platyphylla: Grindelia latifolia subsp. platyphylla; G. robusta var. platyphylla; G. stricta var. platyphylla; stems herbaceous (caudices woody), greenish, decumbent to prostrate, cauline leaf blades widest proximal to mid points, apices rounded to truncate; dunes and coastal bluffs, central and southern California.

procera: Grindelia procera; stems erect, 80–180 cm, strictly branching distally, phyllary apices nearly patent to straight, glabrous, slightly resinous, ray florets 21–45, laminae 8–10 mm; mostly interior central California.

quasiperennis: Grindelia squarrosa var. quasiperennis; see perennis.

revoluta: Grindelia revoluta; perennials (possibly flowering first year), stems glabrous, cauline leaf blades subcoriaceous, thickened, lengths 2.5–5 times widths, margins entire or remotely dentate to denticulate with short, broad teeth, phyllary apices usually looped, strongly resinous, ray florets 21–37, pappi of 2–4 subulate scales; central and south central Colorado.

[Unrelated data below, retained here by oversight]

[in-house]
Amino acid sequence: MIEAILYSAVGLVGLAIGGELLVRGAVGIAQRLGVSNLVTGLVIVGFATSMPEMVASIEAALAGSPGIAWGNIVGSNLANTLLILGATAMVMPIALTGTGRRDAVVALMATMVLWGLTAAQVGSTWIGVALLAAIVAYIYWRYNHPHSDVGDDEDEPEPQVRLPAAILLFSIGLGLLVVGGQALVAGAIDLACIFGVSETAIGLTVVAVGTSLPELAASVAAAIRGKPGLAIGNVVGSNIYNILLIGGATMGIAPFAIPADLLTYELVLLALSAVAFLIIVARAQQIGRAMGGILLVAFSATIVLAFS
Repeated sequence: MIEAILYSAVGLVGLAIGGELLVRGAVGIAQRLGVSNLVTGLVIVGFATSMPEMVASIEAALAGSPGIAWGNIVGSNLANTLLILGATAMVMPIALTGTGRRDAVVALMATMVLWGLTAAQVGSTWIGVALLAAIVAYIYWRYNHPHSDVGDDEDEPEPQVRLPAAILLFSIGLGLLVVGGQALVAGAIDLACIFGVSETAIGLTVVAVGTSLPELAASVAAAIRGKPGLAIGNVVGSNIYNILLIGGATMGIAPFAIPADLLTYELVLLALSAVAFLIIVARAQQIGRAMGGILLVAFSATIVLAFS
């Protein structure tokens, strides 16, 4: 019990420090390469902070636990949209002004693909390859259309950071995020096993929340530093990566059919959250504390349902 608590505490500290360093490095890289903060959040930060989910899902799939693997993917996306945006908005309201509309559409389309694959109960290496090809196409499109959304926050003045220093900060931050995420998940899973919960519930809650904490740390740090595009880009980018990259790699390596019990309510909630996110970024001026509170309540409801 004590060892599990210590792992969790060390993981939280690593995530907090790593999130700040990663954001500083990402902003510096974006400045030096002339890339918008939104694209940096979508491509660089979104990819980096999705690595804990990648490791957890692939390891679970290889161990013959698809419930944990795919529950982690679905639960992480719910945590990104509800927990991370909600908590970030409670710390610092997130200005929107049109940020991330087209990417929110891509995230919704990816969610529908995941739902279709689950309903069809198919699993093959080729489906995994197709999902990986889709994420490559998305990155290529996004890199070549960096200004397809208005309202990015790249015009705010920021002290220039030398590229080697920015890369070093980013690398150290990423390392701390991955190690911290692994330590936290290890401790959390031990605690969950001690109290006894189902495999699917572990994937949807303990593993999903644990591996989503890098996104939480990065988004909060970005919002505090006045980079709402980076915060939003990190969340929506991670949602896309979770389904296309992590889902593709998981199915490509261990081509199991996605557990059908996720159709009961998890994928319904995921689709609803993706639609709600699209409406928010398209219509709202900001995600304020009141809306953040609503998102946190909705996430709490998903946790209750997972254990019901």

rigida: Grindelia robusta var. rigida; see camporum.

robusta: Grindelia robusta; fide M. A. Lane (1992b), the nomenclatural type of G. robusta is a hybrid that came from a cross between plants assignable to G. hirsutula in the sense of Lane and plants assignable to G. stricta in the sense of Lane. Within Lane’s interpretation and taxonomic constraints, G. robusta cannot be placed in synonymy of the species name of either “parent.” We believe instead that the type of robusta belongs to the “taxon” that has been called bracteosa.

rubricaulis: Grindelia rubricaulis; G. hirsutula subsp. rubricaulis; the type of rubricaulis is very much like the type of hirsutula [see above].